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Exhibition "Petersburg Art Nouveau"
August 27, 2017 21:27


The epoch of Art Nouveau in St. Petersburg art was one of the most interesting cultural periods. The style that took roots in Western Europe acquired a special character in the Russian city on Neva River.

Art Nouveau came to Russia from Europe and penetrated many art fields. In this style, which implied the union of beauty and functionality, abandoned imitation and aligned with the aesthetics of natural patterns and shapes, interiors were designed, buildings were built, and dresses were tailored.

Art Nouveau is an international art movement, but in each and every country it developed unique national features. In Russia, St. Petersburg became the epicenter of its unfolding. The city on the Neva River held thematic exhibitions and published the World of Art magazine. There were branches of foreign companies here engaged in the production of household items to provide “beautiful life in a beautiful house”.

The exhibition shows the projects of buildings, bridges and interiors created by Nikolai Vasiliev, Alexander von Gohen, Nikolai Lansere and Andrey Ol’, as well as decorative parts (stained glass, tiles, and stove facing), deposited in the Museum of St. Petersburg History for the period of restoration of those constructions. The exposition is complemented with furniture (for example, from the Friedrich Meltzer Factory), lighting fittings decorated with colored glass, beads and glass beads, writing utensils, cutlery, porcelain products, women's garments and accessories.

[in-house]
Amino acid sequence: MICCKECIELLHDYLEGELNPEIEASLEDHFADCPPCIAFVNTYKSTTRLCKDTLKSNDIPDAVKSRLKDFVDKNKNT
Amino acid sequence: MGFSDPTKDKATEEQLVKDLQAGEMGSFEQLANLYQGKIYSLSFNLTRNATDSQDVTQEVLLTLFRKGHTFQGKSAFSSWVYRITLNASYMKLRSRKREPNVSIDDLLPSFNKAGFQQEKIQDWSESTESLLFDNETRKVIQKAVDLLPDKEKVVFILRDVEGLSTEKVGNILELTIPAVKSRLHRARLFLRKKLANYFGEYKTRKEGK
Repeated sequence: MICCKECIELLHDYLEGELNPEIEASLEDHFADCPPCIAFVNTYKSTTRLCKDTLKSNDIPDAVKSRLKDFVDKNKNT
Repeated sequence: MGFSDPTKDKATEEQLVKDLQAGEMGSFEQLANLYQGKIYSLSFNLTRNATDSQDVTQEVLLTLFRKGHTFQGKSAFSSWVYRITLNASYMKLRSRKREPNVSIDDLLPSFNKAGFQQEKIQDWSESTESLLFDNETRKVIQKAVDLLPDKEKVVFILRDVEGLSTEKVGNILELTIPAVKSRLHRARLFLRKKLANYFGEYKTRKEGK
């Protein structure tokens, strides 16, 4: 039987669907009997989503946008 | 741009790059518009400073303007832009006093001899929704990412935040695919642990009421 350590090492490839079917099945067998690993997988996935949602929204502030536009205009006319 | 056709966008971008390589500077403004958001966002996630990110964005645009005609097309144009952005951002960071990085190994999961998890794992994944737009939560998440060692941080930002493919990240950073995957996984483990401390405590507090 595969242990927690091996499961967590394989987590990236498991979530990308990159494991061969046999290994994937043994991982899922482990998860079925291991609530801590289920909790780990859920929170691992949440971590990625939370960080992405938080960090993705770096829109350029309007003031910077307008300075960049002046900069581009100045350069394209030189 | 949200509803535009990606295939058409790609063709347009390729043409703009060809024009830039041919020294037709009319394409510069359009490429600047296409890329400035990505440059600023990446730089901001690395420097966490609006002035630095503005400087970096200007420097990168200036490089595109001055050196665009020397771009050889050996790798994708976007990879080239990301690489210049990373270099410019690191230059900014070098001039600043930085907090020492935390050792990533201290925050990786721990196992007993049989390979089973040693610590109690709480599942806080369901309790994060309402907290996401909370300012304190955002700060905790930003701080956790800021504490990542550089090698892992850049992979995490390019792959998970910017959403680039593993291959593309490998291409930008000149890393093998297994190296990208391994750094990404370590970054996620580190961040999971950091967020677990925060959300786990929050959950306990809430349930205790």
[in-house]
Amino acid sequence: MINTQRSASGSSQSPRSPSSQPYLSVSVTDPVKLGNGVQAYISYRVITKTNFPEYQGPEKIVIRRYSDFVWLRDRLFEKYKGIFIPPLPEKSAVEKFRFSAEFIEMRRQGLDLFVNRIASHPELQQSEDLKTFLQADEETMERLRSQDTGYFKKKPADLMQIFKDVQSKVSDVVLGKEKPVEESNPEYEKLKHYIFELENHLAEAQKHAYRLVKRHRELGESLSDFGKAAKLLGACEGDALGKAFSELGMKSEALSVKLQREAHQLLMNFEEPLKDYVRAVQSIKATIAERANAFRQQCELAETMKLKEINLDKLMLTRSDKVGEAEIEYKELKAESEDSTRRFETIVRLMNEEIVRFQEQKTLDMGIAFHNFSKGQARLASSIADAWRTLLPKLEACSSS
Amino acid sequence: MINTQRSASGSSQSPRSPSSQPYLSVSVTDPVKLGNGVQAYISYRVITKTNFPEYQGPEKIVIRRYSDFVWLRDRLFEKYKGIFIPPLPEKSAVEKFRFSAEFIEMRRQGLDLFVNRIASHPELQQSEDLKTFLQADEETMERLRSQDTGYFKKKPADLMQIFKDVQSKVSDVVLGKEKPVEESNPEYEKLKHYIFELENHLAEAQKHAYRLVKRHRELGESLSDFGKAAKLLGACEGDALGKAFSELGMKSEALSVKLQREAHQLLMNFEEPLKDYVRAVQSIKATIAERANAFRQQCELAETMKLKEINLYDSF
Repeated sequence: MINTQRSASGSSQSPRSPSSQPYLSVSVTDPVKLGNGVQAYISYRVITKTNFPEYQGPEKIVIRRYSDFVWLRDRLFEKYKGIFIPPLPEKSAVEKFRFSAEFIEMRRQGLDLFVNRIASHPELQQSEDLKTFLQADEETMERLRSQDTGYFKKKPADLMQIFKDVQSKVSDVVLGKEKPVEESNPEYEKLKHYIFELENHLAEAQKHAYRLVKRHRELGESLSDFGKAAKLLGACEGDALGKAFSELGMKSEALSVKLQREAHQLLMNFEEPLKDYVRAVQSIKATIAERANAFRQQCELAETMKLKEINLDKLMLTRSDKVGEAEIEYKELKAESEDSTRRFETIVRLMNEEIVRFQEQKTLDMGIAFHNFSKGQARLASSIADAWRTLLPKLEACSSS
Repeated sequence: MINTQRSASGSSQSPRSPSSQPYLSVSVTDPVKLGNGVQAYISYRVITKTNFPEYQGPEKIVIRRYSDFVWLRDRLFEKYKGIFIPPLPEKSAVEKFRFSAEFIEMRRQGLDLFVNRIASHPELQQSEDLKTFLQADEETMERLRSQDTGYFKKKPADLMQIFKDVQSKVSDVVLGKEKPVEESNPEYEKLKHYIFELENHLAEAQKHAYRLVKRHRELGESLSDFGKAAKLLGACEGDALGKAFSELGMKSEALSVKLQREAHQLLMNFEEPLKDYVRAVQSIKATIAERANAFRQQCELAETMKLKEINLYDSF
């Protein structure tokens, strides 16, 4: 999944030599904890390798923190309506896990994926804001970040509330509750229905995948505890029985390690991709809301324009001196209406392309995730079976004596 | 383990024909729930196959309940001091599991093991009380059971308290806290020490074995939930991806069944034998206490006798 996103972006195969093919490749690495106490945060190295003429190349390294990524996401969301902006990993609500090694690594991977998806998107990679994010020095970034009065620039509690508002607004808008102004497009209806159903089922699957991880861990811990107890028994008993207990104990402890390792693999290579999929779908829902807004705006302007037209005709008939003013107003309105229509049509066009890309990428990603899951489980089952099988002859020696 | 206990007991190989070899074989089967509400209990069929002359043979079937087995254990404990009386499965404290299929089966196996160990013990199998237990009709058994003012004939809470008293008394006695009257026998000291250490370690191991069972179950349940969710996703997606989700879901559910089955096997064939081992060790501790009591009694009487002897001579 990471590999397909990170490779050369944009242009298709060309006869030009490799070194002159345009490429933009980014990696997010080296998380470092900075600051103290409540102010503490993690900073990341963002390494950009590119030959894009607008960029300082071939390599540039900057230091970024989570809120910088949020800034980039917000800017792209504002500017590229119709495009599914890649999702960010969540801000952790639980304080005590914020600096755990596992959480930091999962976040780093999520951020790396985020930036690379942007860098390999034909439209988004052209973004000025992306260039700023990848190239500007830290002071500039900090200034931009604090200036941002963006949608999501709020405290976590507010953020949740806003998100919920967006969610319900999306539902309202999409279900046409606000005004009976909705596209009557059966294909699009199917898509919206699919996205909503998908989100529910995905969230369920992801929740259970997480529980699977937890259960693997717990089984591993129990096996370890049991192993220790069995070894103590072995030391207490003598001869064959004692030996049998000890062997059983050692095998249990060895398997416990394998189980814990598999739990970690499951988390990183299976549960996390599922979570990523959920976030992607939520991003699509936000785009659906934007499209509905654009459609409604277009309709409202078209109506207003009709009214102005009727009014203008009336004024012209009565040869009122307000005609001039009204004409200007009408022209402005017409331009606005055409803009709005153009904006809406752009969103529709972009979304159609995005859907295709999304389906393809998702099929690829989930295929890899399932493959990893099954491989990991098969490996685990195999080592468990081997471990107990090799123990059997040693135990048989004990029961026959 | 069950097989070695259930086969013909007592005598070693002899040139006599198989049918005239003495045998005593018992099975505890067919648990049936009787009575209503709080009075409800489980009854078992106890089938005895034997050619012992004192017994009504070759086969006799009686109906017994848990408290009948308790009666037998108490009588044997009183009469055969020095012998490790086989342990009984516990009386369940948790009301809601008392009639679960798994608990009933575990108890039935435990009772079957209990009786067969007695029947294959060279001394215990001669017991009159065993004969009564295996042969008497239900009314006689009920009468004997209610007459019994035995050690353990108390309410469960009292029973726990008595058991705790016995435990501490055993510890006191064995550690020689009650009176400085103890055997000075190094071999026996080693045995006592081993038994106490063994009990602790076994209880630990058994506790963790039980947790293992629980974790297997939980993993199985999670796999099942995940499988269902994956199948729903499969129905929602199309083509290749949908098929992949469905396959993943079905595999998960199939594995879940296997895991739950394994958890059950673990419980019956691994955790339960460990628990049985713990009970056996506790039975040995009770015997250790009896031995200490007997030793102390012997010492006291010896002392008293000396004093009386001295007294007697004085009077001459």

A large part of the exposition is dedicated to the graphic art of the Art Nouveau era - the works by Leo Bakst, Konstantin Somov, and Alexander Golovin.

The exhibition can be seen in the Engineering House, located on the territory of the Peter and Paul Fortress.

Since its foundation in May 1703, the Peter and Paul Fortress has been considered the core of St. Petersburg. Co-designed by Peter I and engineer Joseph Lambert de Gerena, the ancient fortress has long become one of the symbols of Petersburg that attracts lots of tourists from around Russia and the world. The Fortress houses a number of monuments and museums, without which Saint Petersburg can hardly be imagined. One of them is the Mint, where all the coins, orders and medals were minted till the end of the 20th century and another is the house for Peter the Great's ship, which is jokingly called "the grandfather of the Russian fleet". Here was the main political prison of tsarist Russia - they kept the Decembrists in the casemates, and in the 1790s Radishchev was imprisoned here due to his denunciatory book "Journey from Petersburg to Moscow".

At present, the Peter and Paul Fortress has turned into a historical and museum complex, with a number of remarkable sculptural sets and memorials. More recently, a sculpture of Peter I as depicted by Mikhail Shemyakin appeared on its territory. The monument has stirred controversy: Peter the Great has a disproportionately little head, a huge body and long arms there. However, Petersburg dwellers and visitors like to take selfies with the first Russian emperor.

When? From 28 November 2016 to 31 December 2019

Open hours are from 11 am to 6 pm on Mon, Tue, Thu-Sun

Where: 3, Peter and Paul Fortress, next to the Gorkovskaya and Sportivnaya metro stations, Saint Petersburg.

 




Author: Vera Ivanova

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